Laerru arises in the heart of the Anglona historical region, on the slope of a hill detached from the southern edge of the Tanca Manna plateau. Laerru is a village of less than 1,000 inhabitants in the province of Sassari, having very ancient origins. The name perhaps derives from the Latin alaternus, an evergreen shrub typical of the area. It was once called Laerro, which belonged to the Giudicato of Torres until 1272, before then passing to the influence of the Doria family. After the Catalan-Aragonese conquest, the fortunes of the town were connected to the Oliva family until 1843. A number of 19th-century buildings have been preserved within its historic appearance. The most important building is the parish church of Santa Margherita, constructed in the 16th century in late-Gothic style and later modified. To be admired today are the two Gothic-Aragonese chapels. The patron saint is celebrated in July. Another monument is the oratory of the Rosary, built in the 17th century in Baroque style. The economy is mainly agricultural-pastoral, with the cultivation of grains, fruit trees and vines together with sheep and cattle breeding. During the feast of San Giovanni, at the end of June, there is a banquet based on boiled sheep. Local handicrafts are renowned. What distinguishes this town is the ‘radica sarda’ (root) with which pipes of great value are produced, famous all over the world.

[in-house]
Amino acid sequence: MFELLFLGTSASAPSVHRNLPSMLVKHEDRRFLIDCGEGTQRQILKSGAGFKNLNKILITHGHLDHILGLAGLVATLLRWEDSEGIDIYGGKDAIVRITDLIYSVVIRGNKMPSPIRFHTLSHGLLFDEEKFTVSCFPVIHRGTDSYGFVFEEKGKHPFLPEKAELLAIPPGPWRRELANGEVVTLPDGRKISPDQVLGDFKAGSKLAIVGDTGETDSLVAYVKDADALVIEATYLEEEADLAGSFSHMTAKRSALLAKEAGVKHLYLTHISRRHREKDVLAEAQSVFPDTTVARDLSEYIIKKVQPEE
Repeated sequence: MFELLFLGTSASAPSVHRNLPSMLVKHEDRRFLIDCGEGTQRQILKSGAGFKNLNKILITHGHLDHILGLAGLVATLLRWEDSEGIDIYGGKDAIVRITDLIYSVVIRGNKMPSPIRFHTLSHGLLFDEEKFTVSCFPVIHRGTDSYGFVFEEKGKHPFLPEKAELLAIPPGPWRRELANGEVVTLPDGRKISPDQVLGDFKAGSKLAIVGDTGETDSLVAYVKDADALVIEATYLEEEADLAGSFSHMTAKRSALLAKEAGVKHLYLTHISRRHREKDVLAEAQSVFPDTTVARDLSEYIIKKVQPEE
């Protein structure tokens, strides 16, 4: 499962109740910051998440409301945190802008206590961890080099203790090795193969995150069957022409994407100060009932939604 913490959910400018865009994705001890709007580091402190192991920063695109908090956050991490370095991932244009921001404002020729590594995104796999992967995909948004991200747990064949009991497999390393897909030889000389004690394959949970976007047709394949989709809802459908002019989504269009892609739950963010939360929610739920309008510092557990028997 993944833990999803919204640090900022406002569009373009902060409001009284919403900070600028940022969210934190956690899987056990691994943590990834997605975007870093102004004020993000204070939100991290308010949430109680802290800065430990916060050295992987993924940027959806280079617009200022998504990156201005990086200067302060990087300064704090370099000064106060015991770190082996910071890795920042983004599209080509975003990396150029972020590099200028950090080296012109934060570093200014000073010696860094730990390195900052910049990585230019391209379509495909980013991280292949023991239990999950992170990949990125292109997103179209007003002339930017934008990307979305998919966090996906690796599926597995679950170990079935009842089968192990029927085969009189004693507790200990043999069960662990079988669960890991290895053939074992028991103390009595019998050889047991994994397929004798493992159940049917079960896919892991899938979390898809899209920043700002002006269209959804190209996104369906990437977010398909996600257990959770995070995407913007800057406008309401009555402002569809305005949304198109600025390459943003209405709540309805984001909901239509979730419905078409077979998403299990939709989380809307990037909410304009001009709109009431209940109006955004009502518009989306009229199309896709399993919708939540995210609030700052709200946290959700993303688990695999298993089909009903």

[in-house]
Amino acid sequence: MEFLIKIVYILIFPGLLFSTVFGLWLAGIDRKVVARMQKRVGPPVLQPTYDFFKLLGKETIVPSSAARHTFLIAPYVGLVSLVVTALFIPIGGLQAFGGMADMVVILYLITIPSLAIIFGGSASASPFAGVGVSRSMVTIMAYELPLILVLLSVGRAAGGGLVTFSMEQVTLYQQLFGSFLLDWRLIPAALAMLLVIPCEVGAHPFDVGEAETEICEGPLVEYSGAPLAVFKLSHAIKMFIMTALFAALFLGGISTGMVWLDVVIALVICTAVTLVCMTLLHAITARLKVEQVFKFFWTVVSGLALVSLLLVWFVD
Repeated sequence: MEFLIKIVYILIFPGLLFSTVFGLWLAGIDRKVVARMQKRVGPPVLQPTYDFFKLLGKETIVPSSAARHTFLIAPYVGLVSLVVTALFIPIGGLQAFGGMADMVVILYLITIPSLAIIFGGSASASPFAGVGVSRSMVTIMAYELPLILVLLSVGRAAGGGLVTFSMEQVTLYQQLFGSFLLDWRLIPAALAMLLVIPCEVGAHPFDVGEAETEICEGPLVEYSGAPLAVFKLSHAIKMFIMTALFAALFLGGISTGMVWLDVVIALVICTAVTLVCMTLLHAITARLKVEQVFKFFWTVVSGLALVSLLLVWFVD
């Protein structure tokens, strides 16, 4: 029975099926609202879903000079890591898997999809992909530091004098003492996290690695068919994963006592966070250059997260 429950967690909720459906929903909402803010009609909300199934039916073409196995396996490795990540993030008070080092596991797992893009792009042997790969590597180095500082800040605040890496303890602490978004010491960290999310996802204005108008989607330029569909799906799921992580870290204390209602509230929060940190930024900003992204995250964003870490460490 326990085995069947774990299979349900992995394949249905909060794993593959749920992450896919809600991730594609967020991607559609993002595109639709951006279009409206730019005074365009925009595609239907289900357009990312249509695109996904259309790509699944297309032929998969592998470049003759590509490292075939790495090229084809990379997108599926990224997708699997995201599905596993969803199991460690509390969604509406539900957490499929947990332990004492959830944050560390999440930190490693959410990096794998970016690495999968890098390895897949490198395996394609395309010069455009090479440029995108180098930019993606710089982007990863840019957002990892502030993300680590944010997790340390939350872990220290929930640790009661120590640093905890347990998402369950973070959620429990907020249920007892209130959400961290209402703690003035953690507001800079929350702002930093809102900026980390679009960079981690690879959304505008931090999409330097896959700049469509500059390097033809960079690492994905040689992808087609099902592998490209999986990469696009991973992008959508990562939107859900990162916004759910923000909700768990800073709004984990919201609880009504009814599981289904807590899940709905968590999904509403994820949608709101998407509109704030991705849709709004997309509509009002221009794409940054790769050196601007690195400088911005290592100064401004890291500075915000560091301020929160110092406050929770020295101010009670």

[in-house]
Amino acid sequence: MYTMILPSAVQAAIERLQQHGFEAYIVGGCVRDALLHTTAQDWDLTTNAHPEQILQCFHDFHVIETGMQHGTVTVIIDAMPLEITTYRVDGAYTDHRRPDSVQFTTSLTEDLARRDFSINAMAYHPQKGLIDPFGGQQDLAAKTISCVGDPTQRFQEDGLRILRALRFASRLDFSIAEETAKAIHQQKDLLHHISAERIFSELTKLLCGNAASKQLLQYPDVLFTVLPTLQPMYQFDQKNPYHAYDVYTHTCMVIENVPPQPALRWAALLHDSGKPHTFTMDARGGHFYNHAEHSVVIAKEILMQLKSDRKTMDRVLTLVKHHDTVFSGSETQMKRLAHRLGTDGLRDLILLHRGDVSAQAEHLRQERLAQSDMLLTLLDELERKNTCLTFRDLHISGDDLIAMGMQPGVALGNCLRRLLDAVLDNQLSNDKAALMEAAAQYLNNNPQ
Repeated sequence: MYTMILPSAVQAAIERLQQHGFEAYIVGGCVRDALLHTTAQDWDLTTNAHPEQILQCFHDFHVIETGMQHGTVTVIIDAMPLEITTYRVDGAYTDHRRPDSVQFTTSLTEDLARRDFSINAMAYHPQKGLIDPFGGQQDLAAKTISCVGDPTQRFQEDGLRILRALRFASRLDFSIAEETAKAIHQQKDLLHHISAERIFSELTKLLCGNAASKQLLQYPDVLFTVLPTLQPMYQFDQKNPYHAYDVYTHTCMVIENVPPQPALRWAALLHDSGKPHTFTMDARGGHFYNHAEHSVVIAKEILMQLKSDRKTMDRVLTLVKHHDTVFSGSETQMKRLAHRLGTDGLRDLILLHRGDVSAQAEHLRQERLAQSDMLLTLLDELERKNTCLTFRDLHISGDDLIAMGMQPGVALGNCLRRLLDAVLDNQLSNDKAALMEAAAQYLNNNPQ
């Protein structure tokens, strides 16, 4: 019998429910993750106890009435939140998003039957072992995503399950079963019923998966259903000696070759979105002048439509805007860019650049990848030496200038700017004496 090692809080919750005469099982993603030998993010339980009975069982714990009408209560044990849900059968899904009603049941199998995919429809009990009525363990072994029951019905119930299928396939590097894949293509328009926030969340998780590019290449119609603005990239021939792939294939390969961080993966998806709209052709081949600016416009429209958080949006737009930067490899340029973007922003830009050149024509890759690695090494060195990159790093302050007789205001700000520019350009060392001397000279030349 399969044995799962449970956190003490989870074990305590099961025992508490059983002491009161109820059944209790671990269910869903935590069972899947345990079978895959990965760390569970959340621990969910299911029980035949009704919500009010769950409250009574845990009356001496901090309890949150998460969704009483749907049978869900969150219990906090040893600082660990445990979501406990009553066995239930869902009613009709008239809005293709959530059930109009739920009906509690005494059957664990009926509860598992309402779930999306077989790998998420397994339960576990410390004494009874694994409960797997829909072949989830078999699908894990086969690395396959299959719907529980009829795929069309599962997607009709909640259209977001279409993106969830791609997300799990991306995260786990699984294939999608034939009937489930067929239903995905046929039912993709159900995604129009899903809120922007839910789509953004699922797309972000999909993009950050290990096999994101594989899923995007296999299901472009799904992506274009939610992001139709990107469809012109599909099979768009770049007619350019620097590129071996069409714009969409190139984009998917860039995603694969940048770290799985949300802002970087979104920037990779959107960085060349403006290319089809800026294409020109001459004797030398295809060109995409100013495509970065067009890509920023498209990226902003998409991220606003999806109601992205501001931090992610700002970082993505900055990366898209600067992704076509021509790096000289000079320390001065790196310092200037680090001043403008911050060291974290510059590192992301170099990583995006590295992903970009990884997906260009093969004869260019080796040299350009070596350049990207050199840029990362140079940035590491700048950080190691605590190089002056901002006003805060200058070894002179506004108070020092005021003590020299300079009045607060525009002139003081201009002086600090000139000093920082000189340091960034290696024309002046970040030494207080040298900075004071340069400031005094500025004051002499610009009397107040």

The territory is characterised by the alternation of rugged hills and verdant plains. The Tanca Manna plateau is rich in springs and caves, such as the Conca ‘e Caddu and su Coloru, one of the largest Sardinian karst caves. Particularly striking is the petrified forest of Monte Ultana, a veritable pre- Nuragic and Nuragic archaeological park with various Domus de Janas, a Tomb of Giants, a Nuragic temple, an imposing Nuragic structure surrounded by a village (and also a 4th-century Christian tomb). Another striking site is the Tomba di Bopitos, a megalithic funerary construction attributable to the 3rd millennium BC. The first traces of human settlements in the territory were found, rather, in the Rio Altana, dating back to the Lower Paleolithic. Also of great interest are the dozens of additional Nuraghic structures, some of which are in excellent condition. Not far from the village, in Santa Vittoria, there are the remains of a Castrum and Roman Tombs.